How hunting season affects muley buck migrations

For years, researchers and managers who study mule deer migrations have placed GPS collars on female deer, primarily because they are the best indicator of reproductive success for populations. But managing bucks also poses a challenge, especially since hunters often go after big bucks rather than does. 

This year, the first study using GPS technology to understand the influence of hunting season on buck movements was published in the Journal of Wildlife Management. Patrick Rodgers, an associate research scientist for the Wyoming Migration Initiative and lead author of the study, worked with the Wyoming Game and Fish Department (WGFD) in South Central Wyoming to continue a project started by WGFD biologist Tony Mong. The team captured 95 bucks and fit them with GPS collars, and Rodgers tracked the bucks for three years. During that same time other researchers had already been collaring female mule deer in the area for a different study, allowing Rodgers to compare buck and doe movements. 

“We found that bucks migrate differently from does, they choose different routes, they started their migration earlier and sought out specific habitats,” he said. Rodgers and his team looked deeper into the data to understand what types of factors, such as weather, food quality, and migration distance, influenced migrations. “The bucks were more likely to leave their summer range earlier to get a head start on their migration if they migrated longer distances to winter ranges,” Rodgers said. When it came to weather, both bucks and does started to migrate when the snow began to fall, moving to lower elevations to avoid deep snow.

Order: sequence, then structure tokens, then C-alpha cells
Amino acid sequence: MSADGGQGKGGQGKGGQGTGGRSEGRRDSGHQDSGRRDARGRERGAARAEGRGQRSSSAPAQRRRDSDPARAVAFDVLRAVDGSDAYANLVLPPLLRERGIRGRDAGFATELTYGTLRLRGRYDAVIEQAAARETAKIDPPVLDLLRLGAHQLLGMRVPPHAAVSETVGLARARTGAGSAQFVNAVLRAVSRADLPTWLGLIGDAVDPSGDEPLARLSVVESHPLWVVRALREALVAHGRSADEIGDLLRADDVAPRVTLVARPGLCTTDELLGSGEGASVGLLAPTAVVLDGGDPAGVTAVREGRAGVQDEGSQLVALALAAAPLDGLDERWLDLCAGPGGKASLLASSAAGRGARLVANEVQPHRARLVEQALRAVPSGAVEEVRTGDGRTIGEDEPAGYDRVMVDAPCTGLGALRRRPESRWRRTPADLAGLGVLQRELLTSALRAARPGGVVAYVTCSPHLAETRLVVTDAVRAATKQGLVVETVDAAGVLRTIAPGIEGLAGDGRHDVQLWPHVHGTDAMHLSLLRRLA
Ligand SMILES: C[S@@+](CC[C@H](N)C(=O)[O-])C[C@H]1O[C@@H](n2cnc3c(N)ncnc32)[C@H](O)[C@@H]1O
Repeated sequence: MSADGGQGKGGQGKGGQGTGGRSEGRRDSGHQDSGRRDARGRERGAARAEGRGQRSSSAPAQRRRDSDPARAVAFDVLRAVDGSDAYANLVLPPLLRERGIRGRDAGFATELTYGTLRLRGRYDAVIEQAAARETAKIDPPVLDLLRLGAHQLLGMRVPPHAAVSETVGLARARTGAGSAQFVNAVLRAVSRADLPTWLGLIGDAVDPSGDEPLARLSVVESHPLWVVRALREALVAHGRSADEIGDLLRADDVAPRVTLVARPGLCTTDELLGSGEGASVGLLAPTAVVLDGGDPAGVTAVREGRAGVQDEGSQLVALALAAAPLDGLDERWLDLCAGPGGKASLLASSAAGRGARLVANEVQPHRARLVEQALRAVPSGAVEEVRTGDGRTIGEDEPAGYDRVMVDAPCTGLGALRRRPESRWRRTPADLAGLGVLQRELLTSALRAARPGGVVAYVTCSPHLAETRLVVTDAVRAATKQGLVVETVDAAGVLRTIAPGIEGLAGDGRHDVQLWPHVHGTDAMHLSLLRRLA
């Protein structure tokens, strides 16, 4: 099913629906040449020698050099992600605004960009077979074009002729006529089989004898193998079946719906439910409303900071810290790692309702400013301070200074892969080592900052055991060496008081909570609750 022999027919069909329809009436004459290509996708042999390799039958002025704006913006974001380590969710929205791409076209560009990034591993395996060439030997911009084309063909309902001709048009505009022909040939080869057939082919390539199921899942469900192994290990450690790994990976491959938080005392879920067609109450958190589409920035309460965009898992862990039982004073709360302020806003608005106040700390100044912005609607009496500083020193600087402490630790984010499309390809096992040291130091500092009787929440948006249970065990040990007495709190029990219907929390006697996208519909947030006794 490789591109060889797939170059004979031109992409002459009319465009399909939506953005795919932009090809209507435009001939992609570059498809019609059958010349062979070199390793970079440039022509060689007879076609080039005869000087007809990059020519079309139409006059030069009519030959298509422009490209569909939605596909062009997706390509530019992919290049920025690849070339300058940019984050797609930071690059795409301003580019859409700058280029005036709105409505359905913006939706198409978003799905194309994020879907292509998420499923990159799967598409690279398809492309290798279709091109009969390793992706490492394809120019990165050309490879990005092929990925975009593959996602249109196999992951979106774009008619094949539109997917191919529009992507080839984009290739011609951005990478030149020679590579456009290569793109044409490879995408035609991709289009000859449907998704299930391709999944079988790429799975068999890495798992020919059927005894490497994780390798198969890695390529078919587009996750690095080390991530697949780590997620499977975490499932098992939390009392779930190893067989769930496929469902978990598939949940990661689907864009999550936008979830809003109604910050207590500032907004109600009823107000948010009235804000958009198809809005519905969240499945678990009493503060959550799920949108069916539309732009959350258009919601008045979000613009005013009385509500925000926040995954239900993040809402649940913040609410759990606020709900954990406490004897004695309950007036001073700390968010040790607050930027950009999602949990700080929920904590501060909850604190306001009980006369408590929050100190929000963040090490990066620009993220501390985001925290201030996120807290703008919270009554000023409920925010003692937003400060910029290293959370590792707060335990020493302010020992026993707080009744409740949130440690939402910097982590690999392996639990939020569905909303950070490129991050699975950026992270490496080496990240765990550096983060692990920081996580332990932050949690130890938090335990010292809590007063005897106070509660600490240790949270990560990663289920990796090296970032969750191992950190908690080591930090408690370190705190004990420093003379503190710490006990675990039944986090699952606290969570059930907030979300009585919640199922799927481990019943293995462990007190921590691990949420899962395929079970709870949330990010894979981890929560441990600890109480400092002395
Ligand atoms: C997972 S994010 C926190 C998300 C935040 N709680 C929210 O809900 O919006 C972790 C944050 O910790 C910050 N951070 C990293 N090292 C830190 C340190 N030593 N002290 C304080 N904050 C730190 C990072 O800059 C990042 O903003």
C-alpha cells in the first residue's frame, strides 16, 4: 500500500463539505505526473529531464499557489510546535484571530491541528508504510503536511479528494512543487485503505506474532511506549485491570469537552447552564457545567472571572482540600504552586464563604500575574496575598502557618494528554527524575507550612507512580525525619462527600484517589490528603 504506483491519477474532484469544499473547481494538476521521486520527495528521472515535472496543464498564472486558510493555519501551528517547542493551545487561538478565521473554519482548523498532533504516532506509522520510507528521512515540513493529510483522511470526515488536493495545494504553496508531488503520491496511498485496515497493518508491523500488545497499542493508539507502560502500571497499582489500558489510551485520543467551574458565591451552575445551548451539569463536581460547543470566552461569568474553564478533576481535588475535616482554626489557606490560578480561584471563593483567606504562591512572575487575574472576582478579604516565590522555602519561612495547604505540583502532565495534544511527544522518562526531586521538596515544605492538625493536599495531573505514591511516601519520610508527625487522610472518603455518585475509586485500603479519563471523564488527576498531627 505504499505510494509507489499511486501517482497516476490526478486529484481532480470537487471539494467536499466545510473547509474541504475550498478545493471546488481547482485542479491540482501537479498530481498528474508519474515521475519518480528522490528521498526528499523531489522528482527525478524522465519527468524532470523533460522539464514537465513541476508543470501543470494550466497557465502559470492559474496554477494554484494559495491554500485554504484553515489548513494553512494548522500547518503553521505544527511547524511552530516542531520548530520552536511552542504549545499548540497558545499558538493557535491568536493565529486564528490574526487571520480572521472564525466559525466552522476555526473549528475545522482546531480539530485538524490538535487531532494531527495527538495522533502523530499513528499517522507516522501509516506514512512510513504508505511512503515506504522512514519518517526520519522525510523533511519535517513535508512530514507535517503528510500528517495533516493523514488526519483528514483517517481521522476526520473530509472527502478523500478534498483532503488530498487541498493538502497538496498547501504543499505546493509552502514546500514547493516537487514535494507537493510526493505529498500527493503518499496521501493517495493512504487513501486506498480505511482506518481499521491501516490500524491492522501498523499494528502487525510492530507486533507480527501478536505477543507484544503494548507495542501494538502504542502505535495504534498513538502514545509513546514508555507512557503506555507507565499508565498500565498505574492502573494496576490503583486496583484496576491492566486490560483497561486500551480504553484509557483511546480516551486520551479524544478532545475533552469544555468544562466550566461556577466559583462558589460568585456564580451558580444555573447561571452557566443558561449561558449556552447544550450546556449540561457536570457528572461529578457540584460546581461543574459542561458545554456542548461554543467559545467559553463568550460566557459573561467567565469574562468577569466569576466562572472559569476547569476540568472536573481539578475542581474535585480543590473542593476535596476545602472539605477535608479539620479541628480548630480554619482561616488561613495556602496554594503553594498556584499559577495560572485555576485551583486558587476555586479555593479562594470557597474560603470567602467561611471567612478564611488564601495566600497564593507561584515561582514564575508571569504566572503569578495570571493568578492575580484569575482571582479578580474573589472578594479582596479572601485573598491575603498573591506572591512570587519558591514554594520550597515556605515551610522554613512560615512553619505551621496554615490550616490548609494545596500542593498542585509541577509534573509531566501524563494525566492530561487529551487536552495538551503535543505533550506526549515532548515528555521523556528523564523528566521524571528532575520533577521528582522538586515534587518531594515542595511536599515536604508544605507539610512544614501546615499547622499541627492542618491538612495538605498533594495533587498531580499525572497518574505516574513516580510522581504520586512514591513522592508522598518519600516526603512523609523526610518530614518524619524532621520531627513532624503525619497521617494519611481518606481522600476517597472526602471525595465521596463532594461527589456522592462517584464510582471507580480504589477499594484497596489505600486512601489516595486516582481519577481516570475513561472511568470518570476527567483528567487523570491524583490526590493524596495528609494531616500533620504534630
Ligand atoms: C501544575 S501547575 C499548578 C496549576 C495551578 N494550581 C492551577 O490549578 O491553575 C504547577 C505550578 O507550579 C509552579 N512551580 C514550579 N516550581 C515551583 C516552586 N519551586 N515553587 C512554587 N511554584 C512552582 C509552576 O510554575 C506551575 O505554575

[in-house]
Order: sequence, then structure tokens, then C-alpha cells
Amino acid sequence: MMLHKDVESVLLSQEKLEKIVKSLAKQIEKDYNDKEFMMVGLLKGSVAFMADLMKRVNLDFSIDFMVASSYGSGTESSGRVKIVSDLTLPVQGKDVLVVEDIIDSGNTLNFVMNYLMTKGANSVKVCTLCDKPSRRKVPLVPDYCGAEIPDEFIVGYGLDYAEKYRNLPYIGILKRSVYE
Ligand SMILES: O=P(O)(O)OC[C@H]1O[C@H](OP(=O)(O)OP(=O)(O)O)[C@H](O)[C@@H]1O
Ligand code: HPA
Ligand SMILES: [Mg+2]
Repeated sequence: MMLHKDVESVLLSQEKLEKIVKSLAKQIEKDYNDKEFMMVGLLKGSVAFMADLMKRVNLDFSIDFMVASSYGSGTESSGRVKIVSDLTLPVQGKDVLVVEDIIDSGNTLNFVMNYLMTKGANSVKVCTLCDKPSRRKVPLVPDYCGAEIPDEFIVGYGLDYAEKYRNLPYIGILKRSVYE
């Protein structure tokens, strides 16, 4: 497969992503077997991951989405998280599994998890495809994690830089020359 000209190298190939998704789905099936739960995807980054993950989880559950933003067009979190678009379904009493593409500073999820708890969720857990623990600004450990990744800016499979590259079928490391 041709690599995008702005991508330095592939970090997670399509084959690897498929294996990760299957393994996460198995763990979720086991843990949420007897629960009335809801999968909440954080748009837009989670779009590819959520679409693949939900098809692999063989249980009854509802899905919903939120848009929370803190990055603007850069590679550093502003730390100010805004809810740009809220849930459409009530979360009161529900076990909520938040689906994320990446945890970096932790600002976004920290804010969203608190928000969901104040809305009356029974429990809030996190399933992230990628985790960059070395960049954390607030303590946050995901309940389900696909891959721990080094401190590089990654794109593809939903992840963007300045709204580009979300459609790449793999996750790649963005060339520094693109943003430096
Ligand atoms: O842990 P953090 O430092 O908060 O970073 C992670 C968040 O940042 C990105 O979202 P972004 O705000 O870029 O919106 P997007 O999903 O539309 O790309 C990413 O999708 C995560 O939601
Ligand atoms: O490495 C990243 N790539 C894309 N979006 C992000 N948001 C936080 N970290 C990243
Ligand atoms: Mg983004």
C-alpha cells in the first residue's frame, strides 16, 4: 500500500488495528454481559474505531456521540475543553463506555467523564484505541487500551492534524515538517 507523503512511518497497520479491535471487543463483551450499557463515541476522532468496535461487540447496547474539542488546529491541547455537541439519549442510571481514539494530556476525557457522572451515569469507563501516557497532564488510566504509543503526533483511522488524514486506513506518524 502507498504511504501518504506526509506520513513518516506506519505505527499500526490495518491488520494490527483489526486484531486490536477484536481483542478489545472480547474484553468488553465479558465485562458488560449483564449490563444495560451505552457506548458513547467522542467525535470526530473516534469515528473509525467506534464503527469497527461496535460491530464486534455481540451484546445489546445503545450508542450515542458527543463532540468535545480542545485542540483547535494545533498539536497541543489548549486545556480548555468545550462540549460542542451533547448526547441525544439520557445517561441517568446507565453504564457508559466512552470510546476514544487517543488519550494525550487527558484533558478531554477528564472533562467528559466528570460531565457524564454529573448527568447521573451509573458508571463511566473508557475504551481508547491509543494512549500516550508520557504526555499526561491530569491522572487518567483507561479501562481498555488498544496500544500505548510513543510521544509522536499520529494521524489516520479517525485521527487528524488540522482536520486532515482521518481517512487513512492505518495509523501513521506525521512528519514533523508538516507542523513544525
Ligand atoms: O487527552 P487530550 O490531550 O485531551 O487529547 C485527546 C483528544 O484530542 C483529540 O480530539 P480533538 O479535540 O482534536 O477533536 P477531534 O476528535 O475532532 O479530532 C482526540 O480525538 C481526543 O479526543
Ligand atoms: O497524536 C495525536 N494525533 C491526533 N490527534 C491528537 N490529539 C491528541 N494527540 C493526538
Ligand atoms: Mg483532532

This map from “Sex-specific behaviors of hunted mule deer during rifle season” shows the differential migration patterns of buck and doe deer, as well as their common winter range.

Rodgers also tackled an emerging question: whether the onset of hunting can prematurely trigger migration. The study found that the hunting season had little influence on the timing of buck migration when compared to snowfall and migration distance. But, Rodgers noted, “Bucks seemed to seek out areas that were far away from roads, roads that were used by hunters during the season…but does, on the other hand, moved to areas that had the highest quality of forage, regardless of whether they were close to a road or not.” Rodgers and his co-authors found that roadless areas on mule deer summer range and within migration corridors reduced the effects of hunting disturbance on buck migration. They suggest that managers may consider limiting motorized vehicle use to reduce hunting disturbance on mule deer migrations.

“Sex-Specific Behaviors of Hunted Mule Deer During Rifle Season,” The Journal of Wildlife Management. Patrick A. Rodgers, Hall Sawyer, Tony W. Mong, Sam Stephens, Matthew J. Kauffman.

Emily Reed is an associate research scientist with the Wyoming Migration Initiative.